The United Nations’ 2030 Agenda for Sustainable Development encompasses 17 sustainable development goals intended to positively impact the planet and its people over the next decade. The Paris Agreement aims for climate neutrality by 2100.
Achieving these ambitious goals will take investments worth trillions of dollars. The specialized field of blended finance may serve a key role in meeting this vast capital need, providing mission-critical cash where public funding, philanthropic interests, impact-minded investors, and traditional investors fall short.
Blended finance involves injecting a mix of funds into the cash-poor phases of a project to support it until traditional sources step in, according to the World Bank Group’s International Finance Corporation (IFC).
The discipline relies substantially upon catalytic capital, defined by consulting firm Tideline as investments that “accept disproportionate risk and/or concessionary returns relative to a conventional investment in order to generate positive impact and enable third-party investment that otherwise would not be possible.”
While this alternative to traditional risk-reward models only appeals to certain impact investors, the UK-based Blended Finance Taskforce reports that financial guarantees, insurance, currency hedging, technical assistance grants, and first-loss capital prove invaluable to beneficiaries, especially in emerging and frontier markets.
Specifics vary by opportunity, evident in the way blended finance has been used to stimulate development in a range of areas, from affordable housing and energy infrastructure to social entrepreneurship.
Jumpstarting Affordable Housing Initiatives
Home ownership provides families with a sense of protection and stability, as well as the ownership of a valuable asset.
Yet the Harvard Joint Center for Housing notes that shortfalls in supply are driving prices higher in the US, as are increasing land prices and regulatory measures. As a result, homebuilders generally focus on the higher end of the market, and median home prices are climbing even further out of the affordability range for millions. To address conditions in the US, Calvert Impact Capital directs blended finance funds to affordable housing developers, who must make significant investments in land, planning, and other predevelopment requirements before traditional financing kicks in.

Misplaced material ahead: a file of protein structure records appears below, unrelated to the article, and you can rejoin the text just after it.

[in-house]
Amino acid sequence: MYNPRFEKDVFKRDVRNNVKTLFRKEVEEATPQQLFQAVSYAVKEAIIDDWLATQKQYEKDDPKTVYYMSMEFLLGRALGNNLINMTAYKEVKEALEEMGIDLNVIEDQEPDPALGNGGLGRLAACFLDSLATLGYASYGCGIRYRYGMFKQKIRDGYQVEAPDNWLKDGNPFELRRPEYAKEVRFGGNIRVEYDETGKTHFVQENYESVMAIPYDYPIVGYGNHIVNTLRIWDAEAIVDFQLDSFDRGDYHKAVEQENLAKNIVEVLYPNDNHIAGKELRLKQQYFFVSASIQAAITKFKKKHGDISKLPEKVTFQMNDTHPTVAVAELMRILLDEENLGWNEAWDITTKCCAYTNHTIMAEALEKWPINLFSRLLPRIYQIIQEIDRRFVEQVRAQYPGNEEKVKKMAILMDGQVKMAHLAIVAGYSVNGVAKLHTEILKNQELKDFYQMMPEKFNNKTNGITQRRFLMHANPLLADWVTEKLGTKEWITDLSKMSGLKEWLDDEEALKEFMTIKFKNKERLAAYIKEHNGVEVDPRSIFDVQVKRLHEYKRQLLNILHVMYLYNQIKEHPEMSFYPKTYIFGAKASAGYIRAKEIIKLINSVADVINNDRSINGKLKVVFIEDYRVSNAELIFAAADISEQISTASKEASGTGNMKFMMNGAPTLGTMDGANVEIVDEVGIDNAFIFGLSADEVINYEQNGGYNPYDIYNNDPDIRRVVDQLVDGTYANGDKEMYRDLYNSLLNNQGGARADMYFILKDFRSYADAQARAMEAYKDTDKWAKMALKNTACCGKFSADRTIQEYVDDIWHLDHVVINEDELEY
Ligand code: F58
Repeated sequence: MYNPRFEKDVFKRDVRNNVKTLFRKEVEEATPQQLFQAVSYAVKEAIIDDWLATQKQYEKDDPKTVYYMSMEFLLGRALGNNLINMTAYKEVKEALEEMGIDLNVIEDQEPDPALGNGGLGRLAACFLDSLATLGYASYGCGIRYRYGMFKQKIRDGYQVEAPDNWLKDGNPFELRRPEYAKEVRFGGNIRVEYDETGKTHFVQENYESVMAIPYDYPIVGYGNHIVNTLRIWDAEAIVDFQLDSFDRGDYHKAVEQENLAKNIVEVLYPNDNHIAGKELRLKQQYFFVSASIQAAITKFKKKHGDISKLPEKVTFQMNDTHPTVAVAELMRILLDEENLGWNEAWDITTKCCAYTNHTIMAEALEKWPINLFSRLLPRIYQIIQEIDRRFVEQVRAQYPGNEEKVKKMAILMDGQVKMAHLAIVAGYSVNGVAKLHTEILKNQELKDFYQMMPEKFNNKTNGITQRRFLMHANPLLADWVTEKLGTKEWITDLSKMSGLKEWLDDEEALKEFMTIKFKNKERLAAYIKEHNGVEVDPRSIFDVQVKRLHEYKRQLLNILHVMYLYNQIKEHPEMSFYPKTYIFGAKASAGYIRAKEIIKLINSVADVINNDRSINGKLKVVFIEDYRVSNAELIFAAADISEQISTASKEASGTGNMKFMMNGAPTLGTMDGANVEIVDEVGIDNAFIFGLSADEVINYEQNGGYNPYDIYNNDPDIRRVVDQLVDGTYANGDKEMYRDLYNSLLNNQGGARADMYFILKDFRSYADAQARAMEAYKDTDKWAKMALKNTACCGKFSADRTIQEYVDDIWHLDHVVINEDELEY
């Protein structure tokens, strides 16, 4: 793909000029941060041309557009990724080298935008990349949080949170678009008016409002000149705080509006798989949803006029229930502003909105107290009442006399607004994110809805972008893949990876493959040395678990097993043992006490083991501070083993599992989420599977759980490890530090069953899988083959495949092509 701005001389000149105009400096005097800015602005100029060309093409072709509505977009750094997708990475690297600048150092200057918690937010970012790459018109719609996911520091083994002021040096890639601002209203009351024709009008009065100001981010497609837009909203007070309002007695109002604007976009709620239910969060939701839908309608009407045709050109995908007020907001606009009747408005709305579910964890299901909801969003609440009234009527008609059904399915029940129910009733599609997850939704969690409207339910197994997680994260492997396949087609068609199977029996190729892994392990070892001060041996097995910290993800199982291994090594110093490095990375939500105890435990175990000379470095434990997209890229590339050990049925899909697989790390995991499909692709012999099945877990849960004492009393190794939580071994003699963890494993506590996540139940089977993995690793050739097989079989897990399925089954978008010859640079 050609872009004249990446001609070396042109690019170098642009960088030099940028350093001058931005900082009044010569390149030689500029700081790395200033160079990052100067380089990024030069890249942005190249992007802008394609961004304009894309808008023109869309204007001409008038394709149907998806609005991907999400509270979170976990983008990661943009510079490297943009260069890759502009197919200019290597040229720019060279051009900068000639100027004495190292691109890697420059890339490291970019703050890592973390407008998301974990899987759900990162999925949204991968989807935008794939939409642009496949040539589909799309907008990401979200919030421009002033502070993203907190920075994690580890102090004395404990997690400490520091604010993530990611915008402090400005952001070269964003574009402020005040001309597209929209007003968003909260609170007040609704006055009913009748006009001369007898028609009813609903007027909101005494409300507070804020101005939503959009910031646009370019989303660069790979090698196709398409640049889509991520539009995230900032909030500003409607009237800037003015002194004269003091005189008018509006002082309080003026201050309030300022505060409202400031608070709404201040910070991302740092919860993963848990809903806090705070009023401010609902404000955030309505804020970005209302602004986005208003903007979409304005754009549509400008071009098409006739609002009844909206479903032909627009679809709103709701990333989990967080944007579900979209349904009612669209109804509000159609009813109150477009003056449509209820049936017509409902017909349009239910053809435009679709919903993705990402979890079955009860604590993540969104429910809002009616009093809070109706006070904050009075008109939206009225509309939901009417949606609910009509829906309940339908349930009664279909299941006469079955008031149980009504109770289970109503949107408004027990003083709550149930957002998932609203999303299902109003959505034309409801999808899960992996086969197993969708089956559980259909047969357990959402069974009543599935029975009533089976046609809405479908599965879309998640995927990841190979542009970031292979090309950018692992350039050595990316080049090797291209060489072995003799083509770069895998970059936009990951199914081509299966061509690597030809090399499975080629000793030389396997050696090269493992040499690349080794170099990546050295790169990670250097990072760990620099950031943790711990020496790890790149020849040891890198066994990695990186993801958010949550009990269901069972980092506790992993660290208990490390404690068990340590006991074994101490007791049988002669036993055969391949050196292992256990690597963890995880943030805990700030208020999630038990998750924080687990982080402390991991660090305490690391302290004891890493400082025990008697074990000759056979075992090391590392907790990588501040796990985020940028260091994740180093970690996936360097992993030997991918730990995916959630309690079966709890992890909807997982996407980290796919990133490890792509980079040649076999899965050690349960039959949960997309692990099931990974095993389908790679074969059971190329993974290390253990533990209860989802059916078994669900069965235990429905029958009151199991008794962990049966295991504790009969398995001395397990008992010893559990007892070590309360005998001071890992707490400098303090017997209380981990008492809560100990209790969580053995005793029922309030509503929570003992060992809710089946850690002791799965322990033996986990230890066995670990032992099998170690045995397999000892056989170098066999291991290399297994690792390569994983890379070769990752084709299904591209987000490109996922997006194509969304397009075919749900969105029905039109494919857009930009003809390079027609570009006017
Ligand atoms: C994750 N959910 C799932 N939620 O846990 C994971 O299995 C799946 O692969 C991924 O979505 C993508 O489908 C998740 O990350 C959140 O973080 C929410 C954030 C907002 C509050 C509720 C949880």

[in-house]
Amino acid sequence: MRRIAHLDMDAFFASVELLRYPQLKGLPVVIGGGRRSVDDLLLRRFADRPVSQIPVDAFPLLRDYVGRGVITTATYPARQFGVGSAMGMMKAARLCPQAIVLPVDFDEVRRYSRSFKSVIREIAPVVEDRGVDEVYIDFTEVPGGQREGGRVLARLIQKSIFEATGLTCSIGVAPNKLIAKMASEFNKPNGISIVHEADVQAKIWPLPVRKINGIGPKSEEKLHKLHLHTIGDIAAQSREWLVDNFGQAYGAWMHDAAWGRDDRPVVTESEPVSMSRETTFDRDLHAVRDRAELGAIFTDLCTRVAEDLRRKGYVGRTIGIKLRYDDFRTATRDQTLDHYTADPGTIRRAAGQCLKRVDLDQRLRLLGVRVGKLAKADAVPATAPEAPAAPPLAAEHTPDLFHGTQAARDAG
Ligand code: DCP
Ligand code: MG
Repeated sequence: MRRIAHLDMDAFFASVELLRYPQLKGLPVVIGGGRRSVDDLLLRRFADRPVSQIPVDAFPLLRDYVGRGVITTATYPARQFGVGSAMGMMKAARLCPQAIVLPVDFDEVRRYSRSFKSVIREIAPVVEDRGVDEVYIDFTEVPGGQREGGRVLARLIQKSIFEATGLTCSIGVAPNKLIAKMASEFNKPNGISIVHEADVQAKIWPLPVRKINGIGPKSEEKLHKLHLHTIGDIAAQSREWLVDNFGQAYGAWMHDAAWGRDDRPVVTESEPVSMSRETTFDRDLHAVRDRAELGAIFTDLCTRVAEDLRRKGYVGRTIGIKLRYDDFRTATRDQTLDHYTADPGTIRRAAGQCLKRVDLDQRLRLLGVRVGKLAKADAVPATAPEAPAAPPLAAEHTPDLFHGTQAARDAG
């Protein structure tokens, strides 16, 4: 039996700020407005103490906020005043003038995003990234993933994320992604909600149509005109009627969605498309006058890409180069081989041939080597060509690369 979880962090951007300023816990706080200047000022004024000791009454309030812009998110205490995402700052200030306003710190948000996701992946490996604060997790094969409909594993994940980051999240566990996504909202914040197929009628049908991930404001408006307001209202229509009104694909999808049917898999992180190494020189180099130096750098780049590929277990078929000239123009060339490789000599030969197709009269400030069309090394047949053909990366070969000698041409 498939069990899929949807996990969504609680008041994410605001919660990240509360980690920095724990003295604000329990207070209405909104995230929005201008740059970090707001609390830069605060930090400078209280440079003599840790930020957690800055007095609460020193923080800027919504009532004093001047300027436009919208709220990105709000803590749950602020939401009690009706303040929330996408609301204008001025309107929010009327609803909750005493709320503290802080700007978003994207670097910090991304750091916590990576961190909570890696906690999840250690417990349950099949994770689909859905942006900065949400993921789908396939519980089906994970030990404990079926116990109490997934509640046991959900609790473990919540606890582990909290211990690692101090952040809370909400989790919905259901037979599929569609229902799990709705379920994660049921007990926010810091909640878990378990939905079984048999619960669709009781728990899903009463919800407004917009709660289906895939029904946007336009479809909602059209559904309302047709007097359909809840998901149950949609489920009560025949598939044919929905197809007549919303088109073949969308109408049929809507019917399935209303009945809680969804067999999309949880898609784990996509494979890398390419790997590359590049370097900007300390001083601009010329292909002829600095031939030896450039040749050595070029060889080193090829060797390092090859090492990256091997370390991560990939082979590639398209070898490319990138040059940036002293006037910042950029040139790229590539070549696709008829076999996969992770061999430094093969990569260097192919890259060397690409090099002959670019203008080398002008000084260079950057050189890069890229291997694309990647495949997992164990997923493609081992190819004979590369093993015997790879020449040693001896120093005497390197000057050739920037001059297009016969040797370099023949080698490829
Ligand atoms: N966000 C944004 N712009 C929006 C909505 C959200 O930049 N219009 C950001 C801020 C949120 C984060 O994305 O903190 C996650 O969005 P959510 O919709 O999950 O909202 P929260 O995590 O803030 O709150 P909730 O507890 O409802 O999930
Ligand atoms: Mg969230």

Similarly, in West Africa, demand for decent housing far exceeds supply, yet banks have limited capital to lend. As a result, the World Bank found that mortgages were only available to a fraction of those seeking their own home. The IFC launched a program in West Africa that enhanced the capital landscape there by buying 12-year local currency bonds, which provided lenders with the funds they needed. The maneuver also allowed for longer mortgages than the traditional three-year term, which proved too expensive for many.
In both regions, blended finance reduced significant barriers to the development and accessibility of affordable homes.
Mitigating Energy Infrastructure Risk
The Paris Agreement charged signatories with limiting the rise in average global temperature to less than 2 degrees Celsius by 2050. The Brookings Institution says achieving that goal will require $85 trillion worth of investment in low-carbon, climate-resilient infrastructure by 2030.
Brookings adds, however, that current investment in the space represents barely a trickle of the capital needed, as institutional and private investors tend to shy away from infrastructure investments, especially energy-related opportunities that use relatively unproven technology or rely on government subsidies. The conditions are even more dire for low-carbon, climate-resilient projects in emerging economies, where political uncertainty, limited investment success, and currency volatility all exacerbate risk factors.
Enter the blended finance approach known as multilateral climate funds. These pools of capital extend loans with submarket rates—and occasionally negative rates of return—to complement public funding early on and therefore reduce a project’s risk for later-stage investors.
Furthering Social Entrepreneurs’ Reach
Social entrepreneurship leverages the innovation often present in startup spaces to tackle pressing social matters. Social entrepreneurs apply a business mindset to societal issues to develop market-tested solutions that are beneficial and self-sustaining.
According to global nonprofit Ashoka, though, a chasm frequently forms between startup funding provided by philanthropic interests or public funds and traditional equity or debt investments made by those who seek market-rate returns from effectively scaled businesses.
To keep early-stage companies afloat while they evolve into sustainable enterprises, blended finance bridges the divide that could otherwise doom a young enterprise.
For example, to help improve the well-being of smallholder farmers in Nigeria, the Global Innovation Fund developed a $2.5 million debt investment to back the development of an agricultural franchise model. The funding allowed the social enterprise, Babban Gona, to pay farmers a higher income than they had been earning and strengthen the agricultural network across northern Nigeria. Plus, as a subordinate offering, the bond ranks on the organization’s lowest rung with regard to payback, aiding future fundraising efforts.
Blended finance is fueled by catalytic capital and serves as a lifeline to cash-starved entities who navigate some of the most challenging funding terrain. As such, blended finance has the capacity to play an important role in the impact investment universe.